November 22, 2011
by Gigi Guerra (Madewell)
On a recent trip to Tokyo with some of Madewell’s designers, I caught wind of something called a “cat café,” which is basically a living room–like teahouse filled with friendly felines. Though I’m a die-hard dog person (and happen to be highly allergic to cats), I became obsessed with finding one of these cafés. Apparently they’ve been popping up all across Japan, and in no time, we stumbled across one (fittingly called The Caterium). Here’s a tour.
We knew we’d struck gold when we spotted this telltale sign on the sidewalk outside a nondescript office building. Our highly anticipated cat café experience was within meowing distance, three floors up. So I popped a Claritin and we started our ascent. In the stairwell, we were greeted with feline-themed banners, arty snapshots of the residents and a calendar documenting that month’s cat happenings.
Once inside, we were greeted at the reception counter by a content tabby (seen below lounging on a stack of papers), who lazily watched us pay the entry fee, 300 yen (about $3.50) per 15 minutes.
After removing our shoes, we were escorted by a friendly staff member to a sink nook and asked to wash and sanitize our hands. (As a germophobe, I very much appreciated the sickness-thwarting efforts they made on the cats’ behalf.)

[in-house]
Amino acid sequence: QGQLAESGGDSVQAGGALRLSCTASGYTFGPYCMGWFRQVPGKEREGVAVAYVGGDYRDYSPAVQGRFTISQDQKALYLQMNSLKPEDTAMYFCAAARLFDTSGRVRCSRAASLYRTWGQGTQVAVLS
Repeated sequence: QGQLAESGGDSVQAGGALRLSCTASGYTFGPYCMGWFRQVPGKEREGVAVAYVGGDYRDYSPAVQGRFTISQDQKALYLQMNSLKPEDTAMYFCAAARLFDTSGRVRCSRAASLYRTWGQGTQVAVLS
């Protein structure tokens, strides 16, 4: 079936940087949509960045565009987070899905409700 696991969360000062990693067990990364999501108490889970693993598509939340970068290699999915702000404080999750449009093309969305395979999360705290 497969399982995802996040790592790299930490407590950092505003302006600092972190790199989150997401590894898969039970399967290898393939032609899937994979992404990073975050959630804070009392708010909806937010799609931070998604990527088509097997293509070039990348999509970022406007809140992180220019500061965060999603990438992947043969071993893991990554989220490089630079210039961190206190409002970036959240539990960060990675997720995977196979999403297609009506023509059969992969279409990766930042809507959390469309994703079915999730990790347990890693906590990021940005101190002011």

Over the next half hour we padded around the compact carpeted nursery-school–like space, mingling with everyone from businessmen to a group of teenagers, all playing with cats and sipping a variety of teas (we went for a nutty brew from Okinawa). The whole vibe of the place was quiet and mellow. It was so relaxing, I was half tempted to take a cat nap (OK, bad joke).
A big basket of cat toys were provided to play with, which Kin happily took advantage of.
Some of the cats were feisty and ready to play; others opted to curl up in big ceramic bowls, nestle in boxes or hide under tables and silently observe. Another notable quirk? One of the cats had recently passed away, and a shrine—complete with the cat’s ashes in an urn—was arranged on a nearby shelf.
After 30 minutes, it was back to the streets. On the way out, we were each handed a commemorative, wallet-sized picture to remember our visit. Here’s the one I got: